Finally, Chatterjee spoke of the nature of aesthetic experiences through a scientific lens, recalling his “aesthetic triad” model, which theorizes a relationship between knowledge and meaning, the sensory and motor, and emotion and valuation as making up the aesthetic experience.
He also spoke of the built environment as the majority of where our time is spent and the impact of that.
“We’re embedded in space all the time, and this came to the forefront during the pandemic when people were confined to their homes, and the way your environment has a huge impact on your sense of well-being,” Chatterjee said. “And this is something we don’t think about very much or not a lot of thought is given to it. What is the nature of a space that is in the background and has an impact on how you function?”
Before closing out the event, the panelists gathered for a brief Q&A discussion, where the panel was asked from the audience about how to measure the impact of cultural centers on well-being.
“I think it’s a fantastic question and something we continue to work on,” answered Pawelski, describing it as an effort that may never field an exact, universally agreed upon answer. “It’s not like the Pythagorean theorem. Rather, it’s an ongoing conversation.”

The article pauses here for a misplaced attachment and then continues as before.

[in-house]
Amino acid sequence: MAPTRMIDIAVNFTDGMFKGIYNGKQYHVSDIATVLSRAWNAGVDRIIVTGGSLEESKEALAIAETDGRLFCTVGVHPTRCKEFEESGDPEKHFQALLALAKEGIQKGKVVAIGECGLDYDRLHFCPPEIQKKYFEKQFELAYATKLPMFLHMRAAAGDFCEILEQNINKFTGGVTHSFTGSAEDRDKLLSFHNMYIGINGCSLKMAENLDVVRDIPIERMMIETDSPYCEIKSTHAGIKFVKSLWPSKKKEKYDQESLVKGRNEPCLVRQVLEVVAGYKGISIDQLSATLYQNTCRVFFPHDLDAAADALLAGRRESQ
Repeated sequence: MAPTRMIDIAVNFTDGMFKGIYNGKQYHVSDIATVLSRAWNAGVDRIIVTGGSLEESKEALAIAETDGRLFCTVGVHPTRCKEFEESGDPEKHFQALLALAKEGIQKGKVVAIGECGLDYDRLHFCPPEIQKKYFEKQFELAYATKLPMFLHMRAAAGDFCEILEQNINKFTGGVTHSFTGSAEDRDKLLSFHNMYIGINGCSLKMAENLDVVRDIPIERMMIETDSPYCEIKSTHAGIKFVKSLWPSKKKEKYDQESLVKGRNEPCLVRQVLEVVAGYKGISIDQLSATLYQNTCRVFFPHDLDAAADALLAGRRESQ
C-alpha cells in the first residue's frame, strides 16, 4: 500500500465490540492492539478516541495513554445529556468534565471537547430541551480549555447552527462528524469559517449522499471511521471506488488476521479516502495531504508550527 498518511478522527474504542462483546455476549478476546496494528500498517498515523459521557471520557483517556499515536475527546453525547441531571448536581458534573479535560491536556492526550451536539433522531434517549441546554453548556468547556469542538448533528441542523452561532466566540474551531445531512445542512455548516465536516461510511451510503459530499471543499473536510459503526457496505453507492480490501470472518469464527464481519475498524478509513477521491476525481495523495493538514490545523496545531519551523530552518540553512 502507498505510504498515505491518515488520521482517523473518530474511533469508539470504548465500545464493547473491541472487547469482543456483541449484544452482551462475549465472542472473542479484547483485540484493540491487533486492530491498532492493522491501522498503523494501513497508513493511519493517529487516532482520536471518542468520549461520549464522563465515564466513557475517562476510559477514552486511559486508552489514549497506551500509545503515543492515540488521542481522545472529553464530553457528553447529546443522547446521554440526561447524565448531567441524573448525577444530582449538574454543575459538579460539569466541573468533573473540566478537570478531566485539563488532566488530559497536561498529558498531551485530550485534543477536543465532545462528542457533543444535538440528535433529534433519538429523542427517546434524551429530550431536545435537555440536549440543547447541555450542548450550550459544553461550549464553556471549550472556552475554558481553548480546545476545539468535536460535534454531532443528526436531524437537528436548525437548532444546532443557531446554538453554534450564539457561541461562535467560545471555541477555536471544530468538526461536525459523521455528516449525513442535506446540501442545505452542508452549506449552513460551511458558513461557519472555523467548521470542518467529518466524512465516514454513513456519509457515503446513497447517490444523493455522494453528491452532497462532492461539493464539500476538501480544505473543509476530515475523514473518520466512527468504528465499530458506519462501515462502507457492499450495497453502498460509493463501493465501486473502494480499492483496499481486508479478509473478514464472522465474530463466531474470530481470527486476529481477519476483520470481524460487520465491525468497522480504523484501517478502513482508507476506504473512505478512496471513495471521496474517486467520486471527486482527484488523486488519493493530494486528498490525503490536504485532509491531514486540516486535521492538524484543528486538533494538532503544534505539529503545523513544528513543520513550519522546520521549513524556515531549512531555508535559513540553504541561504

Another question fielded was about how to get people who are averse to experiencing culture, particularly contemporary arts, to open their minds to new ideas. Gruits advised adding as much context to the experience as possible, especially before a visit to, say, a museum or a performance. Chatterjee, meanwhile, advocated for museums as places of enhanced “fascination,” but noted that they still need to give more consideration to “homeliness.”
“It’s something museums don’t pay enough attention to and can be a way in which museums can be off-putting,” Chatterjee said.
“I think some explicit and strategic thought around the notion of ‘homeliness’ can be important because it gives you the safety and the platform on which people can then delve into the fascinating part of exhibits,” he added.
Levy concluded that the arts and humanities may be entering a “paradigm shift” moment—a time to, he said, “think about how we integrate the arts into spaces people previously didn’t feel included or think of as spaces amenable to cultural engagement.”